Prélude à l’après-midi d’un DJ
Sunday 28 July, Musée du Quai Branly
At Silencio I complained that the VIP crowd was too fashionable to do anything so uncouth as dance to some catchy Asian pop, lest someone’s gangnam a-go-go be deemed outdated. But on Sunday I attended a completely different musical gathering – as relaxed as Silencio is pretentious; free and open to the public where David Lynch’s nightclub is pricey and exclusive; sur l’herbe and sous le soleil, hours before the underground bar opens its doors to the well-heeled, well-coiffed clientele.
And still, despite two stellar DJ sets, nobody in the crowd of 300 revellers danced. Not because they were too cool; simply because they were too lazy.
This was, after all, a siesta, held annually on every Sunday in July, during which the Musée du Quai Branly invites music lovers into its sprawling zen garden to listen “à l’horizontale”. That is, to stretch out and veg out while the DJs keep the tunes fresh as the surrounding greenery of the Théâtre de Verdure.
There are plenty of idyllic parks and public spaces where you can claim your own patch of Paris to doze on in the dappled sunlight – the Jardin du Luxembourg and the Canal St-Martin among my favourites – but there’s something special about the Quai Branly museum’s vast bamboo gardens that make them the ideal venue for Les Siestes Électroniques. Designed by the renowned botanist Gilles Clément as a space “conducive to meditation and dreaming”. Their mascot is a tortoise, the very emblem of laid-back tranquillity. As soon as you penetrate those long glass partitions that seem to stretch on forever, you’re shielded from the urban noise and pollution in an oasis of plantlife as exotic as the contents of the museum.
Fittingly for a museum that goes by the motto “là où dialoguent les cultures”, the DJs and musos chosen for these Sunday sessions were of the sort that dabble in exotic sounds, and were invited to dig around in the Quai Branly médiathèque recording archives for music from five continents to integrate into their own styles sortis des sentiers battus.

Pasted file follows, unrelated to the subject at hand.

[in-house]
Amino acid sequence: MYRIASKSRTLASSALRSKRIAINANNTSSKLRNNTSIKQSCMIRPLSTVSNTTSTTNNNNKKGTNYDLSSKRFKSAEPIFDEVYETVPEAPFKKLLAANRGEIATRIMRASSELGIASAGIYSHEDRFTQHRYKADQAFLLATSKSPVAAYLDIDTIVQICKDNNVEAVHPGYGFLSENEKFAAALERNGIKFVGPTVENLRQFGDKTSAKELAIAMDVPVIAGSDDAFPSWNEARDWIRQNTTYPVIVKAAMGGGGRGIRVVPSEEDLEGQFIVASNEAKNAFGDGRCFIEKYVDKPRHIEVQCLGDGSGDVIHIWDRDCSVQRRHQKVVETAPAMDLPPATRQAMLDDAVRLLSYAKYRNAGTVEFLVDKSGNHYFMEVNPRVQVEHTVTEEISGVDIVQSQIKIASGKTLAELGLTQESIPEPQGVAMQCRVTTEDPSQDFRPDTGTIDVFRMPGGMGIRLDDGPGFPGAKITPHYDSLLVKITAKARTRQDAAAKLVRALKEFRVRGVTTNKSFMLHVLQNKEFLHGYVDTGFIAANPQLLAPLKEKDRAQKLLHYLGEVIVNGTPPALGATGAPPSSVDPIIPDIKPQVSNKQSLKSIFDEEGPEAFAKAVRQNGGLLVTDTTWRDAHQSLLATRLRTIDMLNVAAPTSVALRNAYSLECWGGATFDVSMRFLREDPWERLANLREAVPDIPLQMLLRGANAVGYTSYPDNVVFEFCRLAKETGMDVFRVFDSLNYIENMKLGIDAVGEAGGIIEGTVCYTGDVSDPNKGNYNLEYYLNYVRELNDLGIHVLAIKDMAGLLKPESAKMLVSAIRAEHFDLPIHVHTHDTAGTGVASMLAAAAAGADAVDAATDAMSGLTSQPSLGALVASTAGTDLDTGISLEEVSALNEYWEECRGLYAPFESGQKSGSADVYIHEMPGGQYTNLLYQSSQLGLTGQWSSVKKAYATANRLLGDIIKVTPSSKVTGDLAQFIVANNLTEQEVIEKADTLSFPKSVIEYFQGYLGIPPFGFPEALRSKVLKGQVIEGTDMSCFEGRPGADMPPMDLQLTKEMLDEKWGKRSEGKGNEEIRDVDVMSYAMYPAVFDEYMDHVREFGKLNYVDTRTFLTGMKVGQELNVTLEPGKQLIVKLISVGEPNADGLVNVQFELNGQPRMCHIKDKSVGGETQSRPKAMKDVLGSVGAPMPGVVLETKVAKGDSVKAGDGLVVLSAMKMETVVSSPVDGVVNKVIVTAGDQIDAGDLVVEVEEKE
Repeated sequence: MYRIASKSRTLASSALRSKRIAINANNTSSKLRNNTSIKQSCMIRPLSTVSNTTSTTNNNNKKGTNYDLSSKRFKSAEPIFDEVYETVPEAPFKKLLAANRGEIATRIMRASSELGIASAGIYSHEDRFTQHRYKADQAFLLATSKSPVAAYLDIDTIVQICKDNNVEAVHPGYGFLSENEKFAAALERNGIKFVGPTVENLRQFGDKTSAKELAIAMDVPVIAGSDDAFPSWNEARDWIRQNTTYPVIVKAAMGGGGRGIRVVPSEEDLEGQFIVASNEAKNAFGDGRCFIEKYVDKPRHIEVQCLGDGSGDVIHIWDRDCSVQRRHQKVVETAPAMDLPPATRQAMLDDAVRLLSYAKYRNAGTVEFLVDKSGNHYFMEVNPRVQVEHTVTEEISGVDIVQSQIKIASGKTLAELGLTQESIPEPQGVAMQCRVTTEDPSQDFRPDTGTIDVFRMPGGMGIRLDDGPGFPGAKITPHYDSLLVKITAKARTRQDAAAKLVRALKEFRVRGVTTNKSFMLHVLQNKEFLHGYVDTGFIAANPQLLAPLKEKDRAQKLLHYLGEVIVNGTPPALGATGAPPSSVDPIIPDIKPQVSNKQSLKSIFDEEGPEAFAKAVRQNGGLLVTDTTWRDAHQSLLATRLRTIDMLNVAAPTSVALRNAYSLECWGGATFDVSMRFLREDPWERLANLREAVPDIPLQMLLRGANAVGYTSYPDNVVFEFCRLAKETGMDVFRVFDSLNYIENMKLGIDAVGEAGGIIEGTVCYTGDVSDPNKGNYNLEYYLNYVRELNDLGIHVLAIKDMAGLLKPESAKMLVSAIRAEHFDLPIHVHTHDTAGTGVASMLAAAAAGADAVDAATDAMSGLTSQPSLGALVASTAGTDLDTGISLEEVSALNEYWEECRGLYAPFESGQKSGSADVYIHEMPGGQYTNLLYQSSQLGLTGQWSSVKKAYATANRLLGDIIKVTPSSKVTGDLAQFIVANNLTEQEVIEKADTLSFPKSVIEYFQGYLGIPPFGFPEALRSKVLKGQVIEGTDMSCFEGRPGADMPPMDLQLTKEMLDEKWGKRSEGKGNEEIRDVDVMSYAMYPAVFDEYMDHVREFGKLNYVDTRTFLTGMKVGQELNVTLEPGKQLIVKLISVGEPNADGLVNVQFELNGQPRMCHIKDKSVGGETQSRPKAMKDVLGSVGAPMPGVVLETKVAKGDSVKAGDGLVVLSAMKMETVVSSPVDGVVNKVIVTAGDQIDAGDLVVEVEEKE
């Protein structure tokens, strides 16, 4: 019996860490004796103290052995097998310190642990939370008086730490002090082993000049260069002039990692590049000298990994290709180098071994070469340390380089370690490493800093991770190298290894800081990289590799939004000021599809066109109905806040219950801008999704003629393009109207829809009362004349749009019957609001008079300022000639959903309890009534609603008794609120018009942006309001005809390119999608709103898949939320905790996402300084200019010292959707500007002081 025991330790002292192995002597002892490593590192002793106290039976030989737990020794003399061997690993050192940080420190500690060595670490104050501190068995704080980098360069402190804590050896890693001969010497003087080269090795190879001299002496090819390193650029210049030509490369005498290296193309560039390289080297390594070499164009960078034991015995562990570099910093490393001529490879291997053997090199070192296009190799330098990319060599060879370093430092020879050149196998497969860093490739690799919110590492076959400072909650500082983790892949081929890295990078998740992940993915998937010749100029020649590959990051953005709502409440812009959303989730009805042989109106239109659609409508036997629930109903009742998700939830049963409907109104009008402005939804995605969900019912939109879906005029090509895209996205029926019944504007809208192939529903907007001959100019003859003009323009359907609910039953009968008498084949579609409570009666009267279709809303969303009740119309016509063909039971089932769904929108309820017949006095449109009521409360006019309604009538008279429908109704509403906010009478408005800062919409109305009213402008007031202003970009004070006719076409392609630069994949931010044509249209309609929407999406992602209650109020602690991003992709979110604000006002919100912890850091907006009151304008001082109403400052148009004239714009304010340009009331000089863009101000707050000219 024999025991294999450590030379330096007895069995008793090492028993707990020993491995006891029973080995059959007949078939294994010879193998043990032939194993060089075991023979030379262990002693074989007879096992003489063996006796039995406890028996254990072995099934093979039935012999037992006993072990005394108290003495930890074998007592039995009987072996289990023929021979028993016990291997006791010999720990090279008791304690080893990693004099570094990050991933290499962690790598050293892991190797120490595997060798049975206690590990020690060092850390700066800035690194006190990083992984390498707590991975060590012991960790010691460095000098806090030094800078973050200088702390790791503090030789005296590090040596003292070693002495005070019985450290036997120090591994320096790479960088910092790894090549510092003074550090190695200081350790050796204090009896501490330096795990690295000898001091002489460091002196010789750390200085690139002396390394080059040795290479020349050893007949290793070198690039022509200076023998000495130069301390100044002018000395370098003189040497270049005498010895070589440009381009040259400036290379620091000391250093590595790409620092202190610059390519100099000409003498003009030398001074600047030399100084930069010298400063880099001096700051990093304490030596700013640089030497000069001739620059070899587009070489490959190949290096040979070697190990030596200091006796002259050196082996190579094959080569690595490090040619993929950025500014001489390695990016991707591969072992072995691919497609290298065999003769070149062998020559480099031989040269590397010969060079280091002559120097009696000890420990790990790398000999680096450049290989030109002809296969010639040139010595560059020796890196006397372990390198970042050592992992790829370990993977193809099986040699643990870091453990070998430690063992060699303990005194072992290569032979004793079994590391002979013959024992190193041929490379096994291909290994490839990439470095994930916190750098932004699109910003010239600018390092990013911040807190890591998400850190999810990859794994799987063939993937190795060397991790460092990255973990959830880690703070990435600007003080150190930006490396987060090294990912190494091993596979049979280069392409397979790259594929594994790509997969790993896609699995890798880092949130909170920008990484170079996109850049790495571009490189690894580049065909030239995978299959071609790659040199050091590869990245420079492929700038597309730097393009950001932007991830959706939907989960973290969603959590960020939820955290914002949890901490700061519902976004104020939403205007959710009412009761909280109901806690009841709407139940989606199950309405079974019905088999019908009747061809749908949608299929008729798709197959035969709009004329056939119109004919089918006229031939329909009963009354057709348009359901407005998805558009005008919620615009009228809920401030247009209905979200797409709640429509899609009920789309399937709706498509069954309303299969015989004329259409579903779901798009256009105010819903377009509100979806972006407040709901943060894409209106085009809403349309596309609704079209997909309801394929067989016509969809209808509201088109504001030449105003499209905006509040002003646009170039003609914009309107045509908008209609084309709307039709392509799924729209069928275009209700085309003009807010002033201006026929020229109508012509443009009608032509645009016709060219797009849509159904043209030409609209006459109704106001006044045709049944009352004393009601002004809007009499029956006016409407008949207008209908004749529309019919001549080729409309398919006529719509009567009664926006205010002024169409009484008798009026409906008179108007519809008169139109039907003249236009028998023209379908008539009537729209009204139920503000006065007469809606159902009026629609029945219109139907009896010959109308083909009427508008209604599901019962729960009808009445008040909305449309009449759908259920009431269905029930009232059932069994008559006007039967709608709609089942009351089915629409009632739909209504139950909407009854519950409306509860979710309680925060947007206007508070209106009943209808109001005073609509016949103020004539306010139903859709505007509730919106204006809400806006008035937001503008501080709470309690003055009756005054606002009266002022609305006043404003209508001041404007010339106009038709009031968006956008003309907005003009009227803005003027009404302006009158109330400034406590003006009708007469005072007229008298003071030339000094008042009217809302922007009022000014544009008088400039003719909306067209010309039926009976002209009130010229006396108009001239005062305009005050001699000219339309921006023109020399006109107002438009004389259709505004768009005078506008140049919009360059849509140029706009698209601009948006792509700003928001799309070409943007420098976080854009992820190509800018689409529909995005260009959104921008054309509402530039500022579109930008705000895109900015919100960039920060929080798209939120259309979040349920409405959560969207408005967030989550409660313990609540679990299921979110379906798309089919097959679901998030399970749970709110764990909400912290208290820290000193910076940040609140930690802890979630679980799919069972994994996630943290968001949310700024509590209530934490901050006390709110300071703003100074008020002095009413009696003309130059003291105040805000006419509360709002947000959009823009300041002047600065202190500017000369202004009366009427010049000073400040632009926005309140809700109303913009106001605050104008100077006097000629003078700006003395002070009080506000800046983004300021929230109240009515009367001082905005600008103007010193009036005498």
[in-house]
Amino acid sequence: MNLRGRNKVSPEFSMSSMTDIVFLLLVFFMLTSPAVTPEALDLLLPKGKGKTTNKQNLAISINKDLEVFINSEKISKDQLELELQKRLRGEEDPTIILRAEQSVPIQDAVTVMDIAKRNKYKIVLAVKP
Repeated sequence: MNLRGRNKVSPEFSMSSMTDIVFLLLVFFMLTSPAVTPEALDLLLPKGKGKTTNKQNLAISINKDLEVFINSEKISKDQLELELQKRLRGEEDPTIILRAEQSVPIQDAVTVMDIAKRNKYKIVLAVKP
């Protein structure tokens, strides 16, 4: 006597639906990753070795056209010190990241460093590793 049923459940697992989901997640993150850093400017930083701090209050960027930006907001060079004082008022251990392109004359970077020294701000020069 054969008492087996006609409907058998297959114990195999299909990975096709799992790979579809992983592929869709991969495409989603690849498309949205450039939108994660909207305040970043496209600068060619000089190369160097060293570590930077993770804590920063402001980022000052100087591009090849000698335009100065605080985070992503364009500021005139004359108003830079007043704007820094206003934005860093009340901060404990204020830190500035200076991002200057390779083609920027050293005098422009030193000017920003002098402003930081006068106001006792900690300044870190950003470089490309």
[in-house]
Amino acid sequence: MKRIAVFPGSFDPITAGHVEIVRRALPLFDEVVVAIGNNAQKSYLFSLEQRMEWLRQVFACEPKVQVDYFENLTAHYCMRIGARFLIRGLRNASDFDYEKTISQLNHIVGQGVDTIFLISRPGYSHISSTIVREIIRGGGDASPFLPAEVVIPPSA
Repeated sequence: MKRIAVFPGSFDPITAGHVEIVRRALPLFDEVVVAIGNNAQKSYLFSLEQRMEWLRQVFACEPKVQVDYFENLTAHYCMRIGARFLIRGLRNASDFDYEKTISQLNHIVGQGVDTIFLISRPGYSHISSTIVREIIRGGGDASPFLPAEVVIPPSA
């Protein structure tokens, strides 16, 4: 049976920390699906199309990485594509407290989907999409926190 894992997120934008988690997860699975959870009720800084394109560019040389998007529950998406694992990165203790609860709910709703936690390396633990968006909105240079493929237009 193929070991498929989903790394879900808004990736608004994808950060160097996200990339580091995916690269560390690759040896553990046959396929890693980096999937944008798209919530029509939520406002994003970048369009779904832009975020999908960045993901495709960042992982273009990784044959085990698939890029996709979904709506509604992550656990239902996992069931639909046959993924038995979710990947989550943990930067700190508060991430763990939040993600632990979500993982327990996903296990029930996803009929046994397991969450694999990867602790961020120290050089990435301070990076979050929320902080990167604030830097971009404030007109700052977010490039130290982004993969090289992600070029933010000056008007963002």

This year’s line-up for Bastille Day included one of my favourite French adventurers, Pierre Bastien, working his sonic wizardry on African recordings sampled from the museum, accompanied by his robotic ensemble Mecanium on his own collection of instruments from Nigeria, the Ivory Coast, Morocco and still farther afield. Weird, I know. And the effect is hypnotic; sublimely soporific but never boring.
But on the final Sunday a trip through Asia was just the ticket with Gangpol, who served up a mai tai of Cambodian funk, Filipino anti-colonial anthems, coquettish Thai duets, tacky Taiwanese pop, Cantonese mambo, and whatever other delights fell from the shaken coconut tree — along with the occasional French spoken-word radiophonic interjections.
Through half-closed eyes I could see the mild-mannered, silver-haired gentleman behind the decks smile, jive and air-drum his way through the hour-long Asiatic reverie. He faltered only once, explaining to the crowd that a “coccinelle” (ladybug) had landed on the disc he was spinning; gently he coaxed it onto the loudspeaker. I was enjoying the music too much to nod off, but not enough to offer myself up as the sole dancer in a sea of bodies in sweet repose on mats and cushions provided by the museum.
The whole shebang ended with Air on the G String arranged for marimba – Bach’s is a universal language, after all.
Les Siestes Électroniques return to Paris July 2014. Stay tuned for next year’s offerings. In the meantime, head to the Musée du Quai Branly and check out the L’Invention des Arts ‘Primitifs’ exhibition, running until 22 September, 2013.